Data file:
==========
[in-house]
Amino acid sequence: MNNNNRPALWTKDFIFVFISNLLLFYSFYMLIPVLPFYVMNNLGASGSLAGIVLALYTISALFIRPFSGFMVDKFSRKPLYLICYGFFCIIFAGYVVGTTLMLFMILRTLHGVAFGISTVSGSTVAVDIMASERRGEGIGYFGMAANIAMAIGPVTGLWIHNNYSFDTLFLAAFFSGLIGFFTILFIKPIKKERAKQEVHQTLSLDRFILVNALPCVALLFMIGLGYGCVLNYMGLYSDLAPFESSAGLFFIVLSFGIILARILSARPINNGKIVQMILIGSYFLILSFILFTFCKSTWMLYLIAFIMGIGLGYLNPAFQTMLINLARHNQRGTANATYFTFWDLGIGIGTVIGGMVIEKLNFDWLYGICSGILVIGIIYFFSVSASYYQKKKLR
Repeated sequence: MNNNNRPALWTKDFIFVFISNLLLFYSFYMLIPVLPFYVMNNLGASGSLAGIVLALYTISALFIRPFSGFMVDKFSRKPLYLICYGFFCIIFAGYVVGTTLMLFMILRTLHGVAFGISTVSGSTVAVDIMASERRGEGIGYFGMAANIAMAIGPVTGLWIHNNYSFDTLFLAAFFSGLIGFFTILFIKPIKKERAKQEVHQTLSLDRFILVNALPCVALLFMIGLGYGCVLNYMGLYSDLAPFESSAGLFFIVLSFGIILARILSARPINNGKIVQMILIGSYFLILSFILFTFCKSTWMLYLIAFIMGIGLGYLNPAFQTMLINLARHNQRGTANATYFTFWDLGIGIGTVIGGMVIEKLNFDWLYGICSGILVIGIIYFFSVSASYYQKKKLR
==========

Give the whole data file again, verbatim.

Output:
[in-house]
Amino acid sequence: MNNNNRPALWTKDFIFVFISNLLLFYSFYMLIPVLPFYVMNNLGASGSLAGIVLALYTISALFIRPFSGFMVDKFSRKPLYLICYGFFCIIFAGYVVGTTLMLFMILRTLHGVAFGISTVSGSTVAVDIMASERRGEGIGYFGMAANIAMAIGPVTGLWIHNNYSFDTLFLAAFFSGLIGFFTILFIKPIKKERAKQEVHQTLSLDRFILVNALPCVALLFMIGLGYGCVLNYMGLYSDLAPFESSAGLFFIVLSFGIILARILSARPINNGKIVQMILIGSYFLILSFILFTFCKSTWMLYLIAFIMGIGLGYLNPAFQTMLINLARHNQRGTANATYFTFWDLGIGIGTVIGGMVIEKLNFDWLYGICSGILVIGIIYFFSVSASYYQKKKLR
Repeated sequence: MNNNNRPALWTKDFIFVFISNLLLFYSFYMLIPVLPFYVMNNLGASGSLAGIVLALYTISALFIRPFSGFMVDKFSRKPLYLICYGFFCIIFAGYVVGTTLMLFMILRTLHGVAFGISTVSGSTVAVDIMASERRGEGIGYFGMAANIAMAIGPVTGLWIHNNYSFDTLFLAAFFSGLIGFFTILFIKPIKKERAKQEVHQTLSLDRFILVNALPCVALLFMIGLGYGCVLNYMGLYSDLAPFESSAGLFFIVLSFGIILARILSARPINNGKIVQMILIGSYFLILSFILFTFCKSTWMLYLIAFIMGIGLGYLNPAFQTMLINLARHNQRGTANATYFTFWDLGIGIGTVIGGMVIEKLNFDWLYGICSGILVIGIIYFFSVSASYYQKKKLR